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Patrick Galang on longevity and returning to his roots

By MARELLA RICKETTS Published Apr 14, 2023 5:00 am

The year was 2008. Among a sea of emerging designers who made their debut during Philippine Fashion Week was Patrick Galang, who launched a collection that paid homage, through its playful yet sensible pieces, to women who were free-thinkers.

The following year, he was one of the contestants in the second season of Project Runway Philippines and then the decade after that, he continued to build his name, focusing on styling and editing for top publications Mega in 2012 to 2014 and the now-defunct L’Officiel Manila.

Recently, the fashion world has been abuzz with news of the relaunch of Galang’s brand Rafglang. It is 2023 and as many industry professionals would excitedly note, it is as if he has come full circle with the return to his roots.

“I’ve always wanted to go back to fashion design,” says Galang about his seven-year design hiatus. “I haven’t explored it as much as styling or editing.”

Rafglang’s new collection titled “No.1” prioritizes a low-key approach to design.

Rafglang’s new collection titled “No.1” prioritizes a low-key approach to design. While the pieces are definitely modern and out-of-the-box with its reimagined silhouettes, there is still that sense of familiarity.

Perhaps this feeling stems from the brand’s three principles—reassemble, reengineer, and repurpose—which also encourages the wearer to play. “For No.1, time-tested staples and classic silhouettes were re-imagined with new structures to create key pieces in tonal palettes that people can easily integrate into their wardrobes,” Galang explains.

“The black pieces I created in leather and with zipper accents in the past served as inspiration for this,” designer Patrick Galang shares, referring to his 2008 collection that inspires this jacket (pictured).

Another reason these unconventional pieces remain grounded and familiar is because, as Galang aptly puts it on his brand’s website, they are inspired by the past and motivated by the future. “The black pieces I created in leather and with zipper accents in the past served as inspiration for this,” he shares, referring to his 2008 collection.

Rafglang’s three principles are reassemble, reengineer, and repurpose, which also encourages the wearer to play.

In the same manner that it fuels many creatives to delve deeper, memory and nostalgia inspire Galang. Cut to: Galang as a teenager, discovering the ways fashion could be a vehicle to play, to express his creativity.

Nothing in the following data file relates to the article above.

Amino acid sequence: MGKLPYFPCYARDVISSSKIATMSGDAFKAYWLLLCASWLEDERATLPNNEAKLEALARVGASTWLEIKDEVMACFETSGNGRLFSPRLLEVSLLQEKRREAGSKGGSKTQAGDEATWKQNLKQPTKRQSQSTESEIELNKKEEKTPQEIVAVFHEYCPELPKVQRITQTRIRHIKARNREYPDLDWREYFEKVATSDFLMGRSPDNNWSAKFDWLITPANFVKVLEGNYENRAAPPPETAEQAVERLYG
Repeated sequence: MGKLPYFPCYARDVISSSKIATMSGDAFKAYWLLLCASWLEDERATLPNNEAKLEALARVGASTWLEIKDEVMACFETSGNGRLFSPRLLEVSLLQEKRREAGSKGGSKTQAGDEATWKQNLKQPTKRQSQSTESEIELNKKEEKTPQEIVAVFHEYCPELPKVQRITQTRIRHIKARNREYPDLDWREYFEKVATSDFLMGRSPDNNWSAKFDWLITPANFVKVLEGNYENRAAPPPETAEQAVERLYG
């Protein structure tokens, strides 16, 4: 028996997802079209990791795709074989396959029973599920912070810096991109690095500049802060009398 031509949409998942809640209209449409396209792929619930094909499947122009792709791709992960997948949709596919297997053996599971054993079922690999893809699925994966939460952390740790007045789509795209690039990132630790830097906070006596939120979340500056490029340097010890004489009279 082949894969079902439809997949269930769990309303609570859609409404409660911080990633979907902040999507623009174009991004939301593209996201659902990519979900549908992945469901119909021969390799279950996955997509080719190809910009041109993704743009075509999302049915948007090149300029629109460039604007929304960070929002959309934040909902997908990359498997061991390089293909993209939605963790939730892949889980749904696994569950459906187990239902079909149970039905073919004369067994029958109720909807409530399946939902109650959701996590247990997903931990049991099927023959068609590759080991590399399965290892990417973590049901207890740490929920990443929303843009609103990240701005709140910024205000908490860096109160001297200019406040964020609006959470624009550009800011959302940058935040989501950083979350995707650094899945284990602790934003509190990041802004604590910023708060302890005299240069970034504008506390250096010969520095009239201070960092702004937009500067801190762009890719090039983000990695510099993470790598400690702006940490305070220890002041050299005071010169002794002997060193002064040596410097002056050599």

“It was in the late ’90s when I first realized fashion played an important role in my life. At 16, I deconstructed my denim trousers and turned them into an elephant piece. It was also around this age when I saw the spring 1999 collections of Raf Simons, Kostas Murkudis, and Alexander McQueen. That was when I knew I wanted to work in fashion,” he recalls.

He continues to hold on to this feeling of discovery and the joy that comes with it years later. “Ideas grow as a result of different impulses, feelings, and past experiences. When I started designing this collection, I thought of my late grandmother, who served as a great source of inspiration. It was her who truly sparked my desire to create,” he adds.

Inspired by the past and motivated by the future. The fashion industry is obviously not the same as it was 20 years ago, and this encouraged the marriage of the two tenses to create something wearable for the present moment. “There is a sense of acceleration now in the industry. It’s bigger and faster compared to when I first started 20 years ago,” Galang notes.

His actions highlight the importance of taking one’s time in an industry that can seem so fast-paced. “As part of our commitment to sustainability, these designs are made-to-order and will be released in limited quantities. Since the garment is only created after it has been ordered, there will typically be a lengthier lead time from the moment it is ordered until the buyer receives the garment,” he says.

The designer on his relationships with fellow designers: “Creativity stems from the people that you genuinely love.”

“As a reemerging designer, I feel that I’m still finding my niche in the industry,” Galang shares, proving an important point that some people can forget if they are not careful: after all his years in the industry, there is still room for self-discovery.

That, and the fact that the designer seems incredibly humble. His longevity in the industry can also be traced back to the effort he puts into his relationships; he does not forget the people he has worked with. “Creativity stems from the people that you genuinely love. I’m eternally grateful for my fellow designers such as Jerome Lorico, Martin Bautista, and Veejay Floresca, who have given me immense support since the beginning of our careers. Family and friends are everything,” he shares. Fashion, after all, is also about creating communities.